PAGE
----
A new proposal put forward by House Transportation and Infrastructure Chairman Bill Shuster attempts to revive the stalled debate over how to address our country’s massive infrastructure needs. Unfortunately, the proposal also marks the latest assault on our environmental laws.
Earlier this year, President Donald Trump proposed a $1.5 trillion infrastructure “plan.” The President’s proposal was lacking in details and failed to address the pressing question of how to pay for our country’s infrastructure needs. Instead, the President focused largely on slashing key environmental protections and stifling public input into decisions.
While Representative Shuster’s proposal does contain some recommendations to increase investment in infrastructure, it lacks a vision of how increased infrastructure funds might be spent. Any infrastructure proposal needs to promote cleaner projects, enhance equity, and take other steps to advance the public interest. A blank check for infrastructure would be a step backwards.
Worse, the Shuster proposal contains the latest attack on the National Environmental Policy Act, or NEPA, which for decades has served as our bedrock transparency law – helping to ensure informed decision-making by agencies and robust public participation. President Trump is currently seeking to rewrite the regulations that are used to implement this vital safeguard – comments are due on that proposal by August 20. The notion that NEPA is to blame for project delays is not new – but it is wrong. Study after study has shown that the real problem is limited project funding and understaffed federal agencies.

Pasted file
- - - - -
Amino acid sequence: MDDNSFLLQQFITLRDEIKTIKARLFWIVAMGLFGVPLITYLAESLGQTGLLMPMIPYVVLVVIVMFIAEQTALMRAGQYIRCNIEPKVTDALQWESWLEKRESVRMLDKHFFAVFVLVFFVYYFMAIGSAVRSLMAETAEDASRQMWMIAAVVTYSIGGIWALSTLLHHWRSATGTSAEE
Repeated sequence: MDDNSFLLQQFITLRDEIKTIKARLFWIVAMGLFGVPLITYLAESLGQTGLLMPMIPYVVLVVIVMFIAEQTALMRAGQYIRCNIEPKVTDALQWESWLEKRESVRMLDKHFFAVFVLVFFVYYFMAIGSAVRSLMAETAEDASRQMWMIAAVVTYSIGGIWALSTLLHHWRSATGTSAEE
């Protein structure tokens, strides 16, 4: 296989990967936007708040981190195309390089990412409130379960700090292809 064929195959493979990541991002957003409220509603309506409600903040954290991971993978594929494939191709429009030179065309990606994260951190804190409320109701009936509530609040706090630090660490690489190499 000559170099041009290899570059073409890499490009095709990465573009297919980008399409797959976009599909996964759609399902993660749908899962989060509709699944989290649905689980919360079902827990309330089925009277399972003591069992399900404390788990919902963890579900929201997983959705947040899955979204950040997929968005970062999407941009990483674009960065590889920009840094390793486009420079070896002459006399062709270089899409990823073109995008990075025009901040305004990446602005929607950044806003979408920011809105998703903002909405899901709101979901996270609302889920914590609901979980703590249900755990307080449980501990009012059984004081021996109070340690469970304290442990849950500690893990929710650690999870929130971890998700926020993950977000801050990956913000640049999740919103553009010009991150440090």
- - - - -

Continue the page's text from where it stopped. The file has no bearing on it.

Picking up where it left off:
“A strong NEPA process is essential as we work to modernize and build more resilient infrastructure across the country. It is vital that states, cities, towns, and the general public have an opportunity to be engaged in the decision-making process,” said SELC attorney Kym Hunter, who is heading the organization’s defense of NEPA. “Time and again we’ve seen that transparency and public input result in strong and long lasting projects that benefit communities.”
In addition to weakening the NEPA process, Shuster’s proposal would limit the authority of states to review projects under the Clean Water Act. “States count on the ability to approve or deny projects in keeping with state requirements to protect their communities’ natural environment,” said Hunter.
The proposal also seeks to skirt NEPA and other federal laws altogether by allowing the U.S. Secretary of Transportation to waive key environmental laws entirely for select projects.
“The infrastructure needs in our nation are immense. We cannot address them without a comprehensive funding approach that invests in cleaner transportation choices, and we must not address them by sacrificing our environment,” said Trip Pollard, Senior Attorney and Leader of SELC’s Land and Community Program. “Modernizing infrastructure means funding smart investments that will strengthen our communities and promote economic development while ensuring we have clean water and clean air.”